1 September 2018
The term 'rating' originally refers to an evaluation of the percentage of viewers viewing a certain television show and ranking the television shows in a descending order.
Nowadays, in the ago of internet, 'rating' is used to refer to the way in which search engines rate internet pages and websites. The rating results will affect the order in which the websites and pages are displayed in search results.
How is it done (that's actually a good question…)
Every website owner is interested in their site to appear first, second or to at least appear on the first page of a Google search containing a word/subject related to the product/service they offer.
Many consulting companies offer to promote the website's search results potential in order to improve the website's traffic.
Search engines rate the pages they find according to an assessment of their expected relevance to the users' queries by combining query-based questions and independent queries while analyzing and assessing this page's assumed importance.
Hereby are some well-known algorithms that relate to analyzing independent queries:
The HITS (Hyperlink-Induced Top Search) algorithm, Created by John Kleinberg in 1997 to rate internet websites, is an algorithm examines two properties of each page: "authority" which evaluates the links to the page and "hub" which evaluates the links from the page to other pages. Thus, the algorithm attempts to evaluate the page's importance. If the links come from website homepages such as Yahoo!, Google or MSN (which are highly important websites), then the page will be rated highly.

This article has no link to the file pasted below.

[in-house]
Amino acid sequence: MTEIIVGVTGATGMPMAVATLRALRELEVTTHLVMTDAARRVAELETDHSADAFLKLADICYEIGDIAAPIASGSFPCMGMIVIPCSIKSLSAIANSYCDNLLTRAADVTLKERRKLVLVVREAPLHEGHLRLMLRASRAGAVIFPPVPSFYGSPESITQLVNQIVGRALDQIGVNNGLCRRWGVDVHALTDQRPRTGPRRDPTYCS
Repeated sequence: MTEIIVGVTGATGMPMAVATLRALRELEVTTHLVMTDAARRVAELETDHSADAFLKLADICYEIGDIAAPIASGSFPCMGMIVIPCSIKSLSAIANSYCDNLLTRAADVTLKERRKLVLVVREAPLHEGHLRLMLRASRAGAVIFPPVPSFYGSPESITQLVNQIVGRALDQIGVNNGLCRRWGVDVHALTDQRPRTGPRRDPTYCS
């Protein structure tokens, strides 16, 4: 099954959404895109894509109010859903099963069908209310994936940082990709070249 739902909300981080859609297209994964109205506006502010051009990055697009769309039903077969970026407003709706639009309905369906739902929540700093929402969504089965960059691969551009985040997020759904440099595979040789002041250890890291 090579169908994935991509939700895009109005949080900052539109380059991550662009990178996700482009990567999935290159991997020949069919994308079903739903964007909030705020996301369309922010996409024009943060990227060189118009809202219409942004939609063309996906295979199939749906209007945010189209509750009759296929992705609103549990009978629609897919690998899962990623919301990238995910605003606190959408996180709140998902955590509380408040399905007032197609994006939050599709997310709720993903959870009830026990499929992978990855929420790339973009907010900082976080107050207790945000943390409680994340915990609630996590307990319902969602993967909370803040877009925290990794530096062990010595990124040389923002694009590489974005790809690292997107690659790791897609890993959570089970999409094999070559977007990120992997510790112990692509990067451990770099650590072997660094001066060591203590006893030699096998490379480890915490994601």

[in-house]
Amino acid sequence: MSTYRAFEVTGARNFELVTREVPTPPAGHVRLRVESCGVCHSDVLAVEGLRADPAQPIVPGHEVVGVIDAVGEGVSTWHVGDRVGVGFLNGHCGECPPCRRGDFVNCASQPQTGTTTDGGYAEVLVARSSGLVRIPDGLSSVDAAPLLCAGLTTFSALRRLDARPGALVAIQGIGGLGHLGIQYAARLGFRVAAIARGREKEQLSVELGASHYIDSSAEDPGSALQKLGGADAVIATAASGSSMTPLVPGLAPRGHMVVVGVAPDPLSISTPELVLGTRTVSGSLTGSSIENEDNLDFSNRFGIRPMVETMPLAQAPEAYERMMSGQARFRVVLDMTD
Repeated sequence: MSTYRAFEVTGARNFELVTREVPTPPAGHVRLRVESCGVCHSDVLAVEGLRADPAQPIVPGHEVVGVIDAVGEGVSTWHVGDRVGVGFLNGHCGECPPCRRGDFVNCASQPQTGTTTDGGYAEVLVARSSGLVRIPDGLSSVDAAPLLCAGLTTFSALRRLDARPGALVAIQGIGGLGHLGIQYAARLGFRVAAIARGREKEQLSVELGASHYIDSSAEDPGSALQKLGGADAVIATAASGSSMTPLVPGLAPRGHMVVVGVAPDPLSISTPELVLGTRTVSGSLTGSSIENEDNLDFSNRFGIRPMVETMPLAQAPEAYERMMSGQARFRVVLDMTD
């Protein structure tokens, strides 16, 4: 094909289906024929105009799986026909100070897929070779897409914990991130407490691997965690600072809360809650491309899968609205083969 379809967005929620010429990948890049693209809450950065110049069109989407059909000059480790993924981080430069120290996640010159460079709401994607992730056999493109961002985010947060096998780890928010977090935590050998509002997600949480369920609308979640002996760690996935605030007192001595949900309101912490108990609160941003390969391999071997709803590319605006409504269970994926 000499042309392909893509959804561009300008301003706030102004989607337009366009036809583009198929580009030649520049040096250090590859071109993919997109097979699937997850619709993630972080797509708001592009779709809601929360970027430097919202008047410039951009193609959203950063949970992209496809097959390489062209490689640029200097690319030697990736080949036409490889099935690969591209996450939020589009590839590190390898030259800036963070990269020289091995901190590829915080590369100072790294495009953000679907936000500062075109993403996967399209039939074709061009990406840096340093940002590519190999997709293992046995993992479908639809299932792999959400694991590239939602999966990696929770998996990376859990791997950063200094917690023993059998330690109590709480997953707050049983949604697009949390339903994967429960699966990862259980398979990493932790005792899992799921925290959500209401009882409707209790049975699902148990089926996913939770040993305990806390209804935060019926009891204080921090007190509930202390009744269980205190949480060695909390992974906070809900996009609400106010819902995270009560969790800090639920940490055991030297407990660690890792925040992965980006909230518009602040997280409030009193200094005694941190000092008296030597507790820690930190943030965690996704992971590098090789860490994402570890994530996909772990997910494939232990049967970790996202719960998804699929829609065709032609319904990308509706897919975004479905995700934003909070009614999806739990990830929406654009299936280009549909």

PageRank is an algorithm that serves the Google search to rate websites found in their search engine's results. PageRank, named after Google founder Larry Page, is a method that evaluates the website pages importance. According to Google, " PageRank relies on the uniquely democratic nature of the Web by using its vast link structure as an indicator of an individual page’s value. In essence, Google interprets a link from page A to page B as a vote, by page A, for page B. But, Google looks at more than the sheer volume of votes, or links a page receives; it also analyzes the page that casts the vote. Votes cast by pages that are themselves "important" weigh more heavily and help to make other pages "important."
TrustRank is a technique developed by scientists Zoltan and Gyeonggi, designed to allow search engines to fight spam and pages that manipulated their way to a higher ranking. Human editors scan some of the pages to identify spam websites. Since they no one can scan all internet pages and rely exclusively on this method, TrustRank considers a website credible based on its relation to credible websites.
In conclusion, there are many methods for rating websites for search engines. Methods are developed according to changes in the web itself.
Nowadays, some companies rate internet websites according to various criteria (for example: Alexa, SimilarWeb, etc.) by geographical segments, areas, etc. Below is a list of common websites in Israel (as of 1/17/18) according to SimilarWeb.